ASSEMBLY: The trickiest part is plugging the wire from the helicopter into the camera, you can pull the wire out from the body of the helicopter about 2 inches, which is barely enough to get your fingers around it to work with. The plug on my camera was too small, I had to gently widen it with a small screwdriver and it finally clicked in. Next you have to slide the entire camera unit onto the undercarriage for another significant “click”. I’d recommend being very careful with these two steps as I almost broke it trying the first time and I can see it happening. I don’t know why they couldn’t just do this at the factory, it’s going to be a problem for some I promise you.

    It’s a lot of fun watching your flight videos afterwards, my dog loves to try to grab it out of the air and while that was fun without the camera, with it is just too much fun, albeit a little risky.
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  3. 114 of 125 people found the following review helpful

    5.0 out of 5 stars
    Syma versus Yiboo Helicams, June 29, 2012

    By Mr. Wild

    = Durability:3.0 out of 5 stars  = Fun:5.0 out of 5 stars  = Educational:5.0 out of 5 stars 

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    I was curious on how the real deal versus a clone compared. Pretty darn close with some interesting differences.

    The Yiboo comes assembled. There is no need to mount the camera and fight with the short camera cable. A USB charge cord, camera download cable, and tail rotor are included in the Yiboo package. a charge cord, download cord, tail rotor, AND small screwdriver come with the Syma. The yellow charge cord will interchange Yiboo/Syma so there are no worries of cross polarity when charging. Weights are similar with the Syma at 44 grams, and the Yiboo at 46 grams.

    The Syma comes with a flashing red/blue light in the nose, and the Yiboo has a bright white LED in the nose and four red/blue flashing LEDs (two each side). Flight times were around 7 minutes with some power to spare, but I don’t fly past five minutes on either to save the batteries. Flight characteristics are similar, but the Yiboo flew a bit sluggishly compared to the Syma. I had assumed the Yiboo would have more forward/reverse speed, as the tail rotor has much more pitch, but this wasn’t the case. This isn’t really a bad thing in a camera ship though. The trim knob on the Yiboo transmitter made panning the camera angle much smoother and easier to control while the trim wheel on the Syma took some getting used to.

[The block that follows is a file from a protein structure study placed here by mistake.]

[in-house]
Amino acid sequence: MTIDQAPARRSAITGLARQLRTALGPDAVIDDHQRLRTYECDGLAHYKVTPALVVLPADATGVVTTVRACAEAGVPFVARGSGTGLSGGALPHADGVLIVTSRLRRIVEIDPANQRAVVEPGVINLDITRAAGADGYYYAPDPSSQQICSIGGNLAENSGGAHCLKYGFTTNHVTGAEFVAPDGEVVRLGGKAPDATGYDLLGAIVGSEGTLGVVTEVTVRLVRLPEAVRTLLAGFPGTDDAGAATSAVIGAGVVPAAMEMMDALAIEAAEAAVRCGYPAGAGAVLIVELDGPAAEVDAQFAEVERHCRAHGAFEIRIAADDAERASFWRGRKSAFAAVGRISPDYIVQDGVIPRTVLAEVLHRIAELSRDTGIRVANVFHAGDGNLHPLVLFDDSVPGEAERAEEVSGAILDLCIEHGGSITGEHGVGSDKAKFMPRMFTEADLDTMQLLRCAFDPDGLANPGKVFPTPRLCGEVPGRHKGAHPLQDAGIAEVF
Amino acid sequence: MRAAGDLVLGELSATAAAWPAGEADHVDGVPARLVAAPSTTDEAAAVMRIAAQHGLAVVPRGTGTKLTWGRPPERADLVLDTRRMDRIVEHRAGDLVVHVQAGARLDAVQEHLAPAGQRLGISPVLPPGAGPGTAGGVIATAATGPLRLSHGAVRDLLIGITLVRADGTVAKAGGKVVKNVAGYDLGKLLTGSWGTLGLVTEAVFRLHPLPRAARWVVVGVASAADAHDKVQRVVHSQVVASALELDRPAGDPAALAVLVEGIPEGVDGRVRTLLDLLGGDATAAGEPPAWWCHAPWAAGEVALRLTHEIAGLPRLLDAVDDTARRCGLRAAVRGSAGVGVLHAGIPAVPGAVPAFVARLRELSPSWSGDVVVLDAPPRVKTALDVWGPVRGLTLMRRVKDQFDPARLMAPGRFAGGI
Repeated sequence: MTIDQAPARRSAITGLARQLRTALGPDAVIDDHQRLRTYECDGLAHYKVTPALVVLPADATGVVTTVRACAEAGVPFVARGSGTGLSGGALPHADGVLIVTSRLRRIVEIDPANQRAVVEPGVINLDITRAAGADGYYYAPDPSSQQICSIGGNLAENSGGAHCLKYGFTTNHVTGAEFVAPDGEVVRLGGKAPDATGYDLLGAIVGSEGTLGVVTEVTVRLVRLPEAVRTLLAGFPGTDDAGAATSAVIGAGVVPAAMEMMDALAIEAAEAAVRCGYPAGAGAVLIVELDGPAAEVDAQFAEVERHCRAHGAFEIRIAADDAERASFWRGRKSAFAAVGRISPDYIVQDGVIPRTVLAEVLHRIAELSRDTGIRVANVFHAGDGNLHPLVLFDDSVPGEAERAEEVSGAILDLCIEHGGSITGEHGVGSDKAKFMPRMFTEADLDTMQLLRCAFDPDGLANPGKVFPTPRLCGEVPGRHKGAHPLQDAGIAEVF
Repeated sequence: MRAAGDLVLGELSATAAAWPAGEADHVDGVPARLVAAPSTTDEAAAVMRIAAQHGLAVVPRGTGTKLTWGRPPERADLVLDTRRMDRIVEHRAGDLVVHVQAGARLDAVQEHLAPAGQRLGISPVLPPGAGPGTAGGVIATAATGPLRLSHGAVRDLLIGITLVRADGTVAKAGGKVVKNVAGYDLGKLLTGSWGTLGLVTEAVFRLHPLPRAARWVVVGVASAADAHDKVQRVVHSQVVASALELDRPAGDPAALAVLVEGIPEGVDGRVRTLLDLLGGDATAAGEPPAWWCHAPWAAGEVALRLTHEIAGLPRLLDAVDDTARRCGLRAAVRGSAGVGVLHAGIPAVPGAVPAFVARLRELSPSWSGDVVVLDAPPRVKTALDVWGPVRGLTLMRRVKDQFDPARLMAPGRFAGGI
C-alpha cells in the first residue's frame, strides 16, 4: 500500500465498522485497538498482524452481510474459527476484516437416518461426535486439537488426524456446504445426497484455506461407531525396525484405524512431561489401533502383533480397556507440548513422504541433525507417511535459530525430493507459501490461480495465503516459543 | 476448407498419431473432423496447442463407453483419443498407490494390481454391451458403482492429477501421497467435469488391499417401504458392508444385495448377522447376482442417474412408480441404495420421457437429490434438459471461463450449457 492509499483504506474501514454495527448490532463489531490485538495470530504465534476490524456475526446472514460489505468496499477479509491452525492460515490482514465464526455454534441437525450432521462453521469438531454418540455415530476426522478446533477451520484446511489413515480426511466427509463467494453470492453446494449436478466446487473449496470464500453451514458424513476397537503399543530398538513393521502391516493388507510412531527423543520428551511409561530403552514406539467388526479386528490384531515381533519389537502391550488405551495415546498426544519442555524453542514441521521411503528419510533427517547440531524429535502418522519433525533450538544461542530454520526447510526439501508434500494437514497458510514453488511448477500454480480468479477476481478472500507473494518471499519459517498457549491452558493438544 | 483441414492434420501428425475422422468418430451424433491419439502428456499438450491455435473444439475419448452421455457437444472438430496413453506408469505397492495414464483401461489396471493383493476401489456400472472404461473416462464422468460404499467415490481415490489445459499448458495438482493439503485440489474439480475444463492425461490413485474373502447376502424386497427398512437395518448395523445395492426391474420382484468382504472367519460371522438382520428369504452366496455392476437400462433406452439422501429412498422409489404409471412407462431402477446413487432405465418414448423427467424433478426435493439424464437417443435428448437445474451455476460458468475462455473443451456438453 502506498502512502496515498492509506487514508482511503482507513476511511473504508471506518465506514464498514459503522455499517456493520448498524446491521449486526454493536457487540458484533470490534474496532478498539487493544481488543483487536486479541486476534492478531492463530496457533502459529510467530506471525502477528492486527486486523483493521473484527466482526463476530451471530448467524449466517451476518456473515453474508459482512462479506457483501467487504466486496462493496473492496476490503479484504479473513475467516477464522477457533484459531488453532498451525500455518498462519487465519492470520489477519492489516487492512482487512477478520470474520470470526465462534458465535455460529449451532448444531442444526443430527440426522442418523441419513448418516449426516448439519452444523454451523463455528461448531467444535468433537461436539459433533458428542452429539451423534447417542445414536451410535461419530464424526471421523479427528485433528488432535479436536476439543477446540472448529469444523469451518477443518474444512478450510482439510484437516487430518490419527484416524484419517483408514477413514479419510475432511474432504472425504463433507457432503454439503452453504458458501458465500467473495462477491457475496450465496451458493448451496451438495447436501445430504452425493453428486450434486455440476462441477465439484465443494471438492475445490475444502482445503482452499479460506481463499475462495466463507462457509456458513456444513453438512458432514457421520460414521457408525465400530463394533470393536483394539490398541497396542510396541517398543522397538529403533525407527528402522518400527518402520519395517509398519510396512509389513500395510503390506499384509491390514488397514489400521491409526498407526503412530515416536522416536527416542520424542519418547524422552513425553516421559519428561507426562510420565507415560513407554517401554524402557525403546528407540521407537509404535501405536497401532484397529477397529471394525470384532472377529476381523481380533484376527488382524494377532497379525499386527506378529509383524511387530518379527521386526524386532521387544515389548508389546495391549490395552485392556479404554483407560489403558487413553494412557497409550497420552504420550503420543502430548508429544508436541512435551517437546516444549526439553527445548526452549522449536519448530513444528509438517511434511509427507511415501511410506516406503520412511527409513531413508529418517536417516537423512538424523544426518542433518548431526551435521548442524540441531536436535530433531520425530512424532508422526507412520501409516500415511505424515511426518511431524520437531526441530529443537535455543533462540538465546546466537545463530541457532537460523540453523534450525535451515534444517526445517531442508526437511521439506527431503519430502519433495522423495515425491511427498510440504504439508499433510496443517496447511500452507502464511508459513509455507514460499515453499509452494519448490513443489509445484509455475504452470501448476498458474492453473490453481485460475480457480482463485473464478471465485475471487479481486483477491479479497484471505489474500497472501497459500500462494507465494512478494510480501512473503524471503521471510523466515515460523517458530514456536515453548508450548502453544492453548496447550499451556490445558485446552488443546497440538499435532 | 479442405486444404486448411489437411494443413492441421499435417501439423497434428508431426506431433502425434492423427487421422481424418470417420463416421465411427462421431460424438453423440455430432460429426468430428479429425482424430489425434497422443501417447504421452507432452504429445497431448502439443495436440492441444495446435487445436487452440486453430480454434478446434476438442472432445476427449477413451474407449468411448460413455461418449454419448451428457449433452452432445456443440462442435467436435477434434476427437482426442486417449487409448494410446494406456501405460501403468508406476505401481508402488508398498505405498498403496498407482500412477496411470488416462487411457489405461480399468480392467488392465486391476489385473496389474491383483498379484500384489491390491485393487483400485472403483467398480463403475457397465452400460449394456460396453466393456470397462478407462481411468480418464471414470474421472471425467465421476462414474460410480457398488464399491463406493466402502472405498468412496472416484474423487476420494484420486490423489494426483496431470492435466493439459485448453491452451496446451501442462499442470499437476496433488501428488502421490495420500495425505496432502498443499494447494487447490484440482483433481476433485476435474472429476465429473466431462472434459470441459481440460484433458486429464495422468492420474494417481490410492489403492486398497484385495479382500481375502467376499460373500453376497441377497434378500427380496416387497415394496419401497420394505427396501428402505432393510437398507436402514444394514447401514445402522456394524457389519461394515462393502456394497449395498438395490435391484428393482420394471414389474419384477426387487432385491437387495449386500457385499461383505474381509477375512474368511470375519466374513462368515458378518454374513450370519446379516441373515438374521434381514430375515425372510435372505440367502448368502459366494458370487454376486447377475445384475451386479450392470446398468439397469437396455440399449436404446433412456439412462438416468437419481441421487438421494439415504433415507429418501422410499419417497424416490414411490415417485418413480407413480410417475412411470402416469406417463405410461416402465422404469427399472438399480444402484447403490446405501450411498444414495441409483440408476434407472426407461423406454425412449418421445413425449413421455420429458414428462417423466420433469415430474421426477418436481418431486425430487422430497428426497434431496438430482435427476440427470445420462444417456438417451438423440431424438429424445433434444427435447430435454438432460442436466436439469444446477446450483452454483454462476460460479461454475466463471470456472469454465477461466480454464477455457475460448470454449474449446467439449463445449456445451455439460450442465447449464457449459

Both sport the same camera, BUT the Yiboo comes with a small cellophane cover over the camera lens. There is no mention of this cover in the instructions and video quality suffers considerably until it is removed. This is the same type of plastic found on most electronics. Some people leave it on, some take it off. You really need to take it off for best picture quality. Even so, I found the Syma camera offered brighter videos in lower light conditions than the Yiboo (plastic removed) although both have decent picture quality in normal light.

    I like the Yiboo transmitter better than the Syma. The throttle is spring loaded and levers are much more solid. The levers on the Syma control can fall off if you aren’t careful. The buttons controlling the vid/cam are located on the front, but they are transposed with Syma controlling vid from the right front button, and the Yiboo from the left front. The Yiboo has it’s trim knob on the top middle much like a traditional Syma, while Syma has put their trim knob on a wheel located on the right side. I prefer the Yiboo placement although the trim knob is quite stiff to turn. Both transmitters seem to have similar range although my house is too small to really stretch their legs.

    *NOTE The transmitters will NOT cross control Syma to Yiboo. They each use a different protocol.

    In the end, with so much similar, it really comes down to price. Yiboo = $54 PLUS shipping, Syma = $43 shipping included. While I like the Yiboo transmitter more, it isn’t worth $16 more.